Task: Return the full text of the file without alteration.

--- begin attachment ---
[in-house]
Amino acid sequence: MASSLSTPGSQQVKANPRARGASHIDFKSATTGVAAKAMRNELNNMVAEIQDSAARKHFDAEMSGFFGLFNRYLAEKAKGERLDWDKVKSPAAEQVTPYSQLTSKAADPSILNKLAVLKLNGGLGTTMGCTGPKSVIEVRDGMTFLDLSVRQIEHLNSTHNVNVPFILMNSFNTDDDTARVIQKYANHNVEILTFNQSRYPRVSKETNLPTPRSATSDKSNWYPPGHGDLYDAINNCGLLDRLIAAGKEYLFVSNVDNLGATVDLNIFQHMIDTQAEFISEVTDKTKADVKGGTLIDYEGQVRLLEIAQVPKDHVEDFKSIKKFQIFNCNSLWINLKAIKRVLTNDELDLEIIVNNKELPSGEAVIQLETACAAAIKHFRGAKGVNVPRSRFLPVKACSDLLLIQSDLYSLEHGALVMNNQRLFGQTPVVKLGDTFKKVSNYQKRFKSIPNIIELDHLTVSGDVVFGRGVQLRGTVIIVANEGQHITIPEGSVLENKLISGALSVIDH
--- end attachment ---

[in-house]
Amino acid sequence: MASSLSTPGSQQVKANPRARGASHIDFKSATTGVAAKAMRNELNNMVAEIQDSAARKHFDAEMSGFFGLFNRYLAEKAKGERLDWDKVKSPAAEQVTPYSQLTSKAADPSILNKLAVLKLNGGLGTTMGCTGPKSVIEVRDGMTFLDLSVRQIEHLNSTHNVNVPFILMNSFNTDDDTARVIQKYANHNVEILTFNQSRYPRVSKETNLPTPRSATSDKSNWYPPGHGDLYDAINNCGLLDRLIAAGKEYLFVSNVDNLGATVDLNIFQHMIDTQAEFISEVTDKTKADVKGGTLIDYEGQVRLLEIAQVPKDHVEDFKSIKKFQIFNCNSLWINLKAIKRVLTNDELDLEIIVNNKELPSGEAVIQLETACAAAIKHFRGAKGVNVPRSRFLPVKACSDLLLIQSDLYSLEHGALVMNNQRLFGQTPVVKLGDTFKKVSNYQKRFKSIPNIIELDHLTVSGDVVFGRGVQLRGTVIIVANEGQHITIPEGSVLENKLISGALSVIDH